When the toner cartridge 100Y is to be set on a cartridge mounting base of the toner supply unit, at first, an opening/closing door (not shown) on a side of the printer is opened so that the cartridge mounting base in the toner supply unit is exposed. On the cartridge mounting base, four depressions in a semi-cylindrical shape are provided in parallel, for mounting four toner cartridges for Y, C, M, and K in parallel. An operator holds the toner cartridge 100Y with the holder part 102Y directed to the front. The operator then puts the holder part 102Y at the end of a depression for Y, of four semi-cylindrical depressions provided on the cartridge mounting base, and slides the cartridge along the rotation axis of the bottle part to insert the entire cartridge. The operator pushes the toner cartridge 100Y to a predetermined position by this sliding movement, and sets the toner cartridge 100Y on the cartridge mounting base.

The two positioning pins 75Y in the cartridge connecting portion 71Y in the toner supply unit are fixed such that the point thereof protrudes than the point of the suction nozzle 73Y. The point thereof is more tapered than the rear end. During the insertion of the toner cartridge in the cartridge mounting base at the time of setting the toner cartridge, the tapered points of the two positioning pins 75Y respectively enter into the two pin receiving ports 110Y of the toner cartridge 100Y shown in FIG. 6. When the toner cartridge 100Y is further inserted, the rear ends of the positioning pins 75Y thicker than the point thereof also enter into the pin receiving port 110Y, thereby positioning the toner cartridge 100Y in a direction orthogonal to the rotation axis on the cartridge mounting base.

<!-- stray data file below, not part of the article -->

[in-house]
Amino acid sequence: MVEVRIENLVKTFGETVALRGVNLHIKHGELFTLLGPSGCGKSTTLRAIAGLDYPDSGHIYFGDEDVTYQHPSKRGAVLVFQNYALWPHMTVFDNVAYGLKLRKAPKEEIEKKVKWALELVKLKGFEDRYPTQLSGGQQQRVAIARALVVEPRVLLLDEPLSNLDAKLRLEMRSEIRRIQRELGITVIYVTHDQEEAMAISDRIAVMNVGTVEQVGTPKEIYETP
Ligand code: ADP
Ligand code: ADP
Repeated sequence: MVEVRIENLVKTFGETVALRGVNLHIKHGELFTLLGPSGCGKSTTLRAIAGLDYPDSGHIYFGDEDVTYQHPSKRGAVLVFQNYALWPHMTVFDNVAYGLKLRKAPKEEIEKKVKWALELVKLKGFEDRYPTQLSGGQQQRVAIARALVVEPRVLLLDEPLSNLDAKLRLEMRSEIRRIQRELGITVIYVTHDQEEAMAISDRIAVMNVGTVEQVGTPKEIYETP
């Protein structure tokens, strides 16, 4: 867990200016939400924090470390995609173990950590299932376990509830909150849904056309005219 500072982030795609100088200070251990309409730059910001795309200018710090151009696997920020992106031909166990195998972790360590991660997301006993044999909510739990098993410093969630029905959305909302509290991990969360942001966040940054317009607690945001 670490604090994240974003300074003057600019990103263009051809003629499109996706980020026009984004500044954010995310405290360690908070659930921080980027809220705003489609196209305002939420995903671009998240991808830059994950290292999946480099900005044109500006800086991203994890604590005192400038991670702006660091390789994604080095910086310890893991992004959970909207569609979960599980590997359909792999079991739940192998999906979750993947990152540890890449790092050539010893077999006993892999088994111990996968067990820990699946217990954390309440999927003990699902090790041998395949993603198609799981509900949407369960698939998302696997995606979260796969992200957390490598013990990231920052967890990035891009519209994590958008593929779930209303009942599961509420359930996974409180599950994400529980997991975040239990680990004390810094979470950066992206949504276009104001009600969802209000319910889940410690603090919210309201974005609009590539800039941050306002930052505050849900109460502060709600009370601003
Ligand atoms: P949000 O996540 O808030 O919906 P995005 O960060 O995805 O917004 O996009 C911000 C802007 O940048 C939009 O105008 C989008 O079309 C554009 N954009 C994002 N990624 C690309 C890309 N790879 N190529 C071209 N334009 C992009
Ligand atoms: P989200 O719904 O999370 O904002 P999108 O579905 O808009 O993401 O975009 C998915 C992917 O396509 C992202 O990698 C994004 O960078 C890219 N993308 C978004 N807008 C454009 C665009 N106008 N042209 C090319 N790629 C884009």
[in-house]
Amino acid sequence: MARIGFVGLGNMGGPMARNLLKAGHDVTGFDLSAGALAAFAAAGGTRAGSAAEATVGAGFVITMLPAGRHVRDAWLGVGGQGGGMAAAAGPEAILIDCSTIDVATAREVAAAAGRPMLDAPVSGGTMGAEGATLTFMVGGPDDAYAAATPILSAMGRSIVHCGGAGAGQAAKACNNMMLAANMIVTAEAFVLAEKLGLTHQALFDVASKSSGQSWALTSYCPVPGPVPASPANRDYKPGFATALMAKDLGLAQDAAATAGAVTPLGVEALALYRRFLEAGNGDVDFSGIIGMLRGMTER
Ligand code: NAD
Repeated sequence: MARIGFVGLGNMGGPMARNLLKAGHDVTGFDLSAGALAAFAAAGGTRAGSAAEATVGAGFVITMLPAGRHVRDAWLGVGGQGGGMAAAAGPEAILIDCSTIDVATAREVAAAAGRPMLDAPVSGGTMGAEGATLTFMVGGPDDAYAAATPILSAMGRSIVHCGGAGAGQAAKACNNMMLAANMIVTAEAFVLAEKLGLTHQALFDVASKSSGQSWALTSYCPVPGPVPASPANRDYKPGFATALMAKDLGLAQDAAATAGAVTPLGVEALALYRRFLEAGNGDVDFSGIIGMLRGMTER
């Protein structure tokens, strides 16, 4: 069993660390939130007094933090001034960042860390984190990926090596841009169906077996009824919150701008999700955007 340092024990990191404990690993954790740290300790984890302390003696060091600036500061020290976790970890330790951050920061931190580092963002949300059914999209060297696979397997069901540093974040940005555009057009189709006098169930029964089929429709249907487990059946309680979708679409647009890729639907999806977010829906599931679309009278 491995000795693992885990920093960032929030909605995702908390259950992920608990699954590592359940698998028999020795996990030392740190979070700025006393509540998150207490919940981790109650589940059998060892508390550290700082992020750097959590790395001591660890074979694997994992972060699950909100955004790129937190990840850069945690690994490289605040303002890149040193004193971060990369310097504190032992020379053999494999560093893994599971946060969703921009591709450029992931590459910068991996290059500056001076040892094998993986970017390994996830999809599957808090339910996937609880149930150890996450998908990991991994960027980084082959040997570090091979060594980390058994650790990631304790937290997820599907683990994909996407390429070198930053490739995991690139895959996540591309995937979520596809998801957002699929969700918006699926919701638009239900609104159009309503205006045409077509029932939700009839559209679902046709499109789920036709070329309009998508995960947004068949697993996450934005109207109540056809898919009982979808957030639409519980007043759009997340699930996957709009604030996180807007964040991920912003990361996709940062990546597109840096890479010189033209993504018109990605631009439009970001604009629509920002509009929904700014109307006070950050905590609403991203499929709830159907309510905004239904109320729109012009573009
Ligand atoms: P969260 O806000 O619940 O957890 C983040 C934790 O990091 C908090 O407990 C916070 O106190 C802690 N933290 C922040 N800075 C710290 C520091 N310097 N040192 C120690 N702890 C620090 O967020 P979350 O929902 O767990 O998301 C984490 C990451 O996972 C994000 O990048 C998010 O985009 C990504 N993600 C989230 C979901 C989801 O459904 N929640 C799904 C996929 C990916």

After such positioning is performed, when the toner cartridge 100Y is further inserted, the suction nozzle 73Y in the cartridge connecting portion 71Y enters into the nozzle receiving port 109Y in the holder part 102Y. Setting of the toner cartridge 100Y is complete at a point in time when the suction nozzle 73Y is pushed into an insertion path (115Y) extending inside of the nozzle receiving port 109Y.

The thus set toner cartridge 100Y makes a gear portion 111Y formed at the point of the bottle part 110Y engage with the drive transmission gear (not shown) fixed in the toner supply unit. When the drive transmission gear is rotated, the bottle part 101Y rotates, while being held by the holder part 102Y. Due to this rotation, the Y toner in the bottle part 101Y is carried from the rear end toward the point of the bottle, and flows into the holder part 102Y.

The suction pump is connected to an area (not shown) of the flow tube 72Y connected to the suction nozzle 73Y, and air and the toner in the flow tube 72Y are sucked due to the operation thereof. The suction force is transmitted to the holder part 102Y through the flow tube 72Y and the suction nozzle 73Y. The Y toner in the holder part 102Y is then sucked into the suction nozzle 73Y, and supplied to the developing unit 7Y in the process unit 1Y.